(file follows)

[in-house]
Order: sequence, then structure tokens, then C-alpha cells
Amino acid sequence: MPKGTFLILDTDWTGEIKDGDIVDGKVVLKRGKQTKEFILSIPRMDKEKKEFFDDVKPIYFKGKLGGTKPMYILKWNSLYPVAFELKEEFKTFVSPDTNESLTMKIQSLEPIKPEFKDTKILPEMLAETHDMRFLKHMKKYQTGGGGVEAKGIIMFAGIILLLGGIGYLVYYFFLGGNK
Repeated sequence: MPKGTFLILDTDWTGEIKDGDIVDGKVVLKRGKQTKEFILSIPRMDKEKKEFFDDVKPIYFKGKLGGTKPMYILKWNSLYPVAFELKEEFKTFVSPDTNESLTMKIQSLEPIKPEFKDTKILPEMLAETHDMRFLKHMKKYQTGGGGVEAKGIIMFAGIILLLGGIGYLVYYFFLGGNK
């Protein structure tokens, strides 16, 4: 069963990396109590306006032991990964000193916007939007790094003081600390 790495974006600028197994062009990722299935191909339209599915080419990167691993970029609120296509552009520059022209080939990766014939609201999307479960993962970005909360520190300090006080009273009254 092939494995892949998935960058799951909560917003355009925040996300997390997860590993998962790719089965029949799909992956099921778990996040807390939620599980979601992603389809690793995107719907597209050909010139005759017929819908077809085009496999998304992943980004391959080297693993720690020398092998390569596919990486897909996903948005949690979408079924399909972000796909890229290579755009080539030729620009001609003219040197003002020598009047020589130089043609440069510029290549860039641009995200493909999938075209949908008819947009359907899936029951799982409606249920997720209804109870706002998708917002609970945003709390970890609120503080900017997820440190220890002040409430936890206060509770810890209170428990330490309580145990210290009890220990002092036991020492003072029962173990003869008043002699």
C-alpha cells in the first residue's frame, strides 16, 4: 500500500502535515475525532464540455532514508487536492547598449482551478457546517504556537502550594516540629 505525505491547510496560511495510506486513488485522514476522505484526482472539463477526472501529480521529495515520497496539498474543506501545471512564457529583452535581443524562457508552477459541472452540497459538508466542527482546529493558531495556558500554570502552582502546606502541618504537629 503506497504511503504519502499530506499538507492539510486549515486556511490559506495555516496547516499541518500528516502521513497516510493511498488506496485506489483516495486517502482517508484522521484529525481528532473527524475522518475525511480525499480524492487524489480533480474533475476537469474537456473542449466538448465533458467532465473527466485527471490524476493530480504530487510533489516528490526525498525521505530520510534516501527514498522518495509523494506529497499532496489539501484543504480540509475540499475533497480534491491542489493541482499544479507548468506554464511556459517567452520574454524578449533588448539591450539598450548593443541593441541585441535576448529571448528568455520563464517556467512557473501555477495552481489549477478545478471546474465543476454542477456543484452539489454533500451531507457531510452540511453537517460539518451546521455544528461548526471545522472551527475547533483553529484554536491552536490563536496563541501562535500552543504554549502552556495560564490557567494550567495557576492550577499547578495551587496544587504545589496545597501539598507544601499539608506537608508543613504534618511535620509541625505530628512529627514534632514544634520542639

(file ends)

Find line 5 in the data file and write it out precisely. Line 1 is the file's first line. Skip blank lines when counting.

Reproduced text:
């Protein structure tokens, strides 16, 4: 069963990396109590306006032991990964000193916007939007790094003081600390 790495974006600028197994062009990722299935191909339209599915080419990167691993970029609120296509552009520059022209080939990766014939609201999307479960993962970005909360520190300090006080009273009254 092939494995892949998935960058799951909560917003355009925040996300997390997860590993998962790719089965029949799909992956099921778990996040807390939620599980979601992603389809690793995107719907597209050909010139005759017929819908077809085009496999998304992943980004391959080297693993720690020398092998390569596919990486897909996903948005949690979408079924399909972000796909890229290579755009080539030729620009001609003219040197003002020598009047020589130089043609440069510029290549860039641009995200493909999938075209949908008819947009359907899936029951799982409606249920997720209804109870706002998708917002609970945003709390970890609120503080900017997820440190220890002040409430936890206060509770810890209170428990330490309580145990210290009890220990002092036991020492003072029962173990003869008043002699």